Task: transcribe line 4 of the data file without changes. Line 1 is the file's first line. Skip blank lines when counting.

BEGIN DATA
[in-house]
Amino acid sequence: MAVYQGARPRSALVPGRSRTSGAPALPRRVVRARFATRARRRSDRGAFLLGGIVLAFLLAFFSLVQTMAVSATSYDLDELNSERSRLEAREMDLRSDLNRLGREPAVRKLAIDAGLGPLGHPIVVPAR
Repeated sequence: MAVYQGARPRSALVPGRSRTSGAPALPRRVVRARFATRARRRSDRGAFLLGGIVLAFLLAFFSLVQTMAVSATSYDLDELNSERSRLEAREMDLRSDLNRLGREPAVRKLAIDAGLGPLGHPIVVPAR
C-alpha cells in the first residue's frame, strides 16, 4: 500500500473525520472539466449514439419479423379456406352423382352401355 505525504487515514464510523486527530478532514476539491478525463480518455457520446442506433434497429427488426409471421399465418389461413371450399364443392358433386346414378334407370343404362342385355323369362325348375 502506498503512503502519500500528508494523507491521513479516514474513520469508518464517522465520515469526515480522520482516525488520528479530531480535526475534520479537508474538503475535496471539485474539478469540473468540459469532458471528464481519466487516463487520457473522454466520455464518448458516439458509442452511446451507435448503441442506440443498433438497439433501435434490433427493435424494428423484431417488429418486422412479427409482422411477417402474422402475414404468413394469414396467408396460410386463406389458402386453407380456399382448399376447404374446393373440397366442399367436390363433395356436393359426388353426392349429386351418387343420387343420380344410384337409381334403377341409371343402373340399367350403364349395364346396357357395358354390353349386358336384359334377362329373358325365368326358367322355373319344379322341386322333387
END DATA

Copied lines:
C-alpha cells in the first residue's frame, strides 16, 4: 500500500473525520472539466449514439419479423379456406352423382352401355 505525504487515514464510523486527530478532514476539491478525463480518455457520446442506433434497429427488426409471421399465418389461413371450399364443392358433386346414378334407370343404362342385355323369362325348375 502506498503512503502519500500528508494523507491521513479516514474513520469508518464517522465520515469526515480522520482516525488520528479530531480535526475534520479537508474538503475535496471539485474539478469540473468540459469532458471528464481519466487516463487520457473522454466520455464518448458516439458509442452511446451507435448503441442506440443498433438497439433501435434490433427493435424494428423484431417488429418486422412479427409482422411477417402474422402475414404468413394469414396467408396460410386463406389458402386453407380456399382448399376447404374446393373440397366442399367436390363433395356436393359426388353426392349429386351418387343420387343420380344410384337409381334403377341409371343402373340399367350403364349395364346396357357395358354390353349386358336384359334377362329373358325365368326358367322355373319344379322341386322333387